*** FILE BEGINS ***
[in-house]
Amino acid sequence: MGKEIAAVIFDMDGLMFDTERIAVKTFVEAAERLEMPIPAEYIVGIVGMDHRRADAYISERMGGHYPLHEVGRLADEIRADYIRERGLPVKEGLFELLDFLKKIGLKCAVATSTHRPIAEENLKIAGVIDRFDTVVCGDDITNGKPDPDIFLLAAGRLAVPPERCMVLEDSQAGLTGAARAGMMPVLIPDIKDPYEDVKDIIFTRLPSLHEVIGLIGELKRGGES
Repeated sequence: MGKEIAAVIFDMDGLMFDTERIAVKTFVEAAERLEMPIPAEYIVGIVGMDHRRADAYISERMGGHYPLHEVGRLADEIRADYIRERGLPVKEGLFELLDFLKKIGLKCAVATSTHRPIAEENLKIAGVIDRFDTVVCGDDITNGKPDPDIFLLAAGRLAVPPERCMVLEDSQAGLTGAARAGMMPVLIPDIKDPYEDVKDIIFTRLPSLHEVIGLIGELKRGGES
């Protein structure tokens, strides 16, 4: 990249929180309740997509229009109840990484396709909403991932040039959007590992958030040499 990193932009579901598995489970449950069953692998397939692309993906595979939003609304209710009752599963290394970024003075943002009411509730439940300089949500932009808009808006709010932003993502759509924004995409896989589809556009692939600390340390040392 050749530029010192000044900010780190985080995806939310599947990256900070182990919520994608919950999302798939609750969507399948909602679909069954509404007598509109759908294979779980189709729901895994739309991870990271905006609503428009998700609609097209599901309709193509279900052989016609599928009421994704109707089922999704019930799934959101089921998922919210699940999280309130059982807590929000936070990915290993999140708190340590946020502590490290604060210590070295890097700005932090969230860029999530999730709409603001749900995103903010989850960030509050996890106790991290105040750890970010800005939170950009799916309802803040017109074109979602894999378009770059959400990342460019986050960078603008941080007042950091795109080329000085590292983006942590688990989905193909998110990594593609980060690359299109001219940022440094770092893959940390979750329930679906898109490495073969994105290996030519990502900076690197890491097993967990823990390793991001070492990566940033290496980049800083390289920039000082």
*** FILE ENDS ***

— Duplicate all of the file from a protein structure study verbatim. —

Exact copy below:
[in-house]
Amino acid sequence: MGKEIAAVIFDMDGLMFDTERIAVKTFVEAAERLEMPIPAEYIVGIVGMDHRRADAYISERMGGHYPLHEVGRLADEIRADYIRERGLPVKEGLFELLDFLKKIGLKCAVATSTHRPIAEENLKIAGVIDRFDTVVCGDDITNGKPDPDIFLLAAGRLAVPPERCMVLEDSQAGLTGAARAGMMPVLIPDIKDPYEDVKDIIFTRLPSLHEVIGLIGELKRGGES
Repeated sequence: MGKEIAAVIFDMDGLMFDTERIAVKTFVEAAERLEMPIPAEYIVGIVGMDHRRADAYISERMGGHYPLHEVGRLADEIRADYIRERGLPVKEGLFELLDFLKKIGLKCAVATSTHRPIAEENLKIAGVIDRFDTVVCGDDITNGKPDPDIFLLAAGRLAVPPERCMVLEDSQAGLTGAARAGMMPVLIPDIKDPYEDVKDIIFTRLPSLHEVIGLIGELKRGGES
């Protein structure tokens, strides 16, 4: 990249929180309740997509229009109840990484396709909403991932040039959007590992958030040499 990193932009579901598995489970449950069953692998397939692309993906595979939003609304209710009752599963290394970024003075943002009411509730439940300089949500932009808009808006709010932003993502759509924004995409896989589809556009692939600390340390040392 050749530029010192000044900010780190985080995806939310599947990256900070182990919520994608919950999302798939609750969507399948909602679909069954509404007598509109759908294979779980189709729901895994739309991870990271905006609503428009998700609609097209599901309709193509279900052989016609599928009421994704109707089922999704019930799934959101089921998922919210699940999280309130059982807590929000936070990915290993999140708190340590946020502590490290604060210590070295890097700005932090969230860029999530999730709409603001749900995103903010989850960030509050996890106790991290105040750890970010800005939170950009799916309802803040017109074109979602894999378009770059959400990342460019986050960078603008941080007042950091795109080329000085590292983006942590688990989905193909998110990594593609980060690359299109001219940022440094770092893959940390979750329930679906898109490495073969994105290996030519990502900076690197890491097993967990823990390793991001070492990566940033290496980049800083390289920039000082």